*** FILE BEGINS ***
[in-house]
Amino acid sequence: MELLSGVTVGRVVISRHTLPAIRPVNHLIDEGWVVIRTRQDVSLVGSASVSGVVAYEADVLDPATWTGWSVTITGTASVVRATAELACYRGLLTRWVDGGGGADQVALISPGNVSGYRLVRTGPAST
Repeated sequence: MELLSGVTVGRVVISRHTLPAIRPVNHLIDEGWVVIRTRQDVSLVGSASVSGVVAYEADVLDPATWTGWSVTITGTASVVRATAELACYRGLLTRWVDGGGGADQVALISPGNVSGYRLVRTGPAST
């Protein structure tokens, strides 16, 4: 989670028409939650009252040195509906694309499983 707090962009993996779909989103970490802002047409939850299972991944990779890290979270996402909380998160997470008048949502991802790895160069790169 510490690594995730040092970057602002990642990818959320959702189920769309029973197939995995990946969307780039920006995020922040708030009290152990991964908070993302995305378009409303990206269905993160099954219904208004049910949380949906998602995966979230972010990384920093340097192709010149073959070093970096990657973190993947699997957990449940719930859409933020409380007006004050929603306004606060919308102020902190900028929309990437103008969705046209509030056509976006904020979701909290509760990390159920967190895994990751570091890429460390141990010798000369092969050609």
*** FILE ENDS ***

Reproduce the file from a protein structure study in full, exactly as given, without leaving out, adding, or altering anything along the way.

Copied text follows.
[in-house]
Amino acid sequence: MELLSGVTVGRVVISRHTLPAIRPVNHLIDEGWVVIRTRQDVSLVGSASVSGVVAYEADVLDPATWTGWSVTITGTASVVRATAELACYRGLLTRWVDGGGGADQVALISPGNVSGYRLVRTGPAST
Repeated sequence: MELLSGVTVGRVVISRHTLPAIRPVNHLIDEGWVVIRTRQDVSLVGSASVSGVVAYEADVLDPATWTGWSVTITGTASVVRATAELACYRGLLTRWVDGGGGADQVALISPGNVSGYRLVRTGPAST
């Protein structure tokens, strides 16, 4: 989670028409939650009252040195509906694309499983 707090962009993996779909989103970490802002047409939850299972991944990779890290979270996402909380998160997470008048949502991802790895160069790169 510490690594995730040092970057602002990642990818959320959702189920769309029973197939995995990946969307780039920006995020922040708030009290152990991964908070993302995305378009409303990206269905993160099954219904208004049910949380949906998602995966979230972010990384920093340097192709010149073959070093970096990657973190993947699997957990449940719930859409933020409380007006004050929603306004606060919308102020902190900028929309990437103008969705046209509030056509976006904020979701909290509760990390159920967190895994990751570091890429460390141990010798000369092969050609």